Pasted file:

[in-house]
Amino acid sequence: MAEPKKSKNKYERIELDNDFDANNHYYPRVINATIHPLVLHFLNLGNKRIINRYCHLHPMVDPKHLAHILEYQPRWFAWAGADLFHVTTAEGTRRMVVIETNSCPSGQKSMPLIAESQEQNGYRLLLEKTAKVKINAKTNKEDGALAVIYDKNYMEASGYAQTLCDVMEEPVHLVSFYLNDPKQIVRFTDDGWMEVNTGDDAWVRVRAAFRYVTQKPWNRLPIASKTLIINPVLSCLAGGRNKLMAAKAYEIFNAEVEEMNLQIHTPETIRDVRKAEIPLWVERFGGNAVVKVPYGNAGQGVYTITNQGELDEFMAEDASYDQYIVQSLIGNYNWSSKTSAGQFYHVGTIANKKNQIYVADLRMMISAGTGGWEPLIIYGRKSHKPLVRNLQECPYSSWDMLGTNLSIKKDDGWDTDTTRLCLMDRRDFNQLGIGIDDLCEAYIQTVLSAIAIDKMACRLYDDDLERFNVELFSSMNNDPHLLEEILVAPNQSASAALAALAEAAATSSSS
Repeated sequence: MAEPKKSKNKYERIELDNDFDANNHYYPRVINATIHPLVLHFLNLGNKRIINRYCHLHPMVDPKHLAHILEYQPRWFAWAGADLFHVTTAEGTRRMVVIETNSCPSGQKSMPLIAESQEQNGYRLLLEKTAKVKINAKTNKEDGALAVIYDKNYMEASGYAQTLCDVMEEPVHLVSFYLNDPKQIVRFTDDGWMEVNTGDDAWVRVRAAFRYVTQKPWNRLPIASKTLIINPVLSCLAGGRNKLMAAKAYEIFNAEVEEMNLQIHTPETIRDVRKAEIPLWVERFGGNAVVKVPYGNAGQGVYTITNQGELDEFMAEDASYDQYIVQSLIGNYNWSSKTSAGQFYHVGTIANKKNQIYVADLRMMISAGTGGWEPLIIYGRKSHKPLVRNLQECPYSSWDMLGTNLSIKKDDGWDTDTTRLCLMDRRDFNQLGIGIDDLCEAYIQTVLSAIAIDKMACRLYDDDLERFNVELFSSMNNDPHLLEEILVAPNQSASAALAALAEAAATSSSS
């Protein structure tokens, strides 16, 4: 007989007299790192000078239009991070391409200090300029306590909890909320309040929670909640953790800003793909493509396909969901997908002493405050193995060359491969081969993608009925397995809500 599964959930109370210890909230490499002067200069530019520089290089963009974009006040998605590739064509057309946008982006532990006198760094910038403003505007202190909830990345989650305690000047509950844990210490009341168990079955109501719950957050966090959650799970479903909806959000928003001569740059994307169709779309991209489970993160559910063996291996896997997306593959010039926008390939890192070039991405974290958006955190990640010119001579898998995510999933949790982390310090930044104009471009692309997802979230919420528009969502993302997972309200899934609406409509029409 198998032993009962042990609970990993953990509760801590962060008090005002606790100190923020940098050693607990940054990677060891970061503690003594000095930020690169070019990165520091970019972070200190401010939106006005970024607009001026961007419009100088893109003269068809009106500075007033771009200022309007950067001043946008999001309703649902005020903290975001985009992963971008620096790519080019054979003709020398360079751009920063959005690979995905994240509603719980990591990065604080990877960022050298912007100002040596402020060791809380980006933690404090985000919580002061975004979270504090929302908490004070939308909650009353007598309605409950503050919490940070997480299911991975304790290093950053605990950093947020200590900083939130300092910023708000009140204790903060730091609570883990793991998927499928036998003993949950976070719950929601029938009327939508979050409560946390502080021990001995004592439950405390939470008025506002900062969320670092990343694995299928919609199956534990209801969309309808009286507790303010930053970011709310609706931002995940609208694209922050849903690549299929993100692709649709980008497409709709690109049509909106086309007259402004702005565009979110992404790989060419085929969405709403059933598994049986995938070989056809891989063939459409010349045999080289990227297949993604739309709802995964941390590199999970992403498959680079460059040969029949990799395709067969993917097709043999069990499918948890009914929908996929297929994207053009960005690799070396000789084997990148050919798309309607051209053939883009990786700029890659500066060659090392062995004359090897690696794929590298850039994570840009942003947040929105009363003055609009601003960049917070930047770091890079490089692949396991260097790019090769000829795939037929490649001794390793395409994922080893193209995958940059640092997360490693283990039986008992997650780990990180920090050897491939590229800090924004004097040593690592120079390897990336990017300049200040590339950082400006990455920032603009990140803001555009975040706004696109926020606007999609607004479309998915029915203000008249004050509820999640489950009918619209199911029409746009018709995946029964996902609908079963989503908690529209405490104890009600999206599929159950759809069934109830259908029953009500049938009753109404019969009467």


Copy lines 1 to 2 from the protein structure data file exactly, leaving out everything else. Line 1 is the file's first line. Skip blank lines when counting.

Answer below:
[in-house]
Amino acid sequence: MAEPKKSKNKYERIELDNDFDANNHYYPRVINATIHPLVLHFLNLGNKRIINRYCHLHPMVDPKHLAHILEYQPRWFAWAGADLFHVTTAEGTRRMVVIETNSCPSGQKSMPLIAESQEQNGYRLLLEKTAKVKINAKTNKEDGALAVIYDKNYMEASGYAQTLCDVMEEPVHLVSFYLNDPKQIVRFTDDGWMEVNTGDDAWVRVRAAFRYVTQKPWNRLPIASKTLIINPVLSCLAGGRNKLMAAKAYEIFNAEVEEMNLQIHTPETIRDVRKAEIPLWVERFGGNAVVKVPYGNAGQGVYTITNQGELDEFMAEDASYDQYIVQSLIGNYNWSSKTSAGQFYHVGTIANKKNQIYVADLRMMISAGTGGWEPLIIYGRKSHKPLVRNLQECPYSSWDMLGTNLSIKKDDGWDTDTTRLCLMDRRDFNQLGIGIDDLCEAYIQTVLSAIAIDKMACRLYDDDLERFNVELFSSMNNDPHLLEEILVAPNQSASAALAALAEAAATSSSS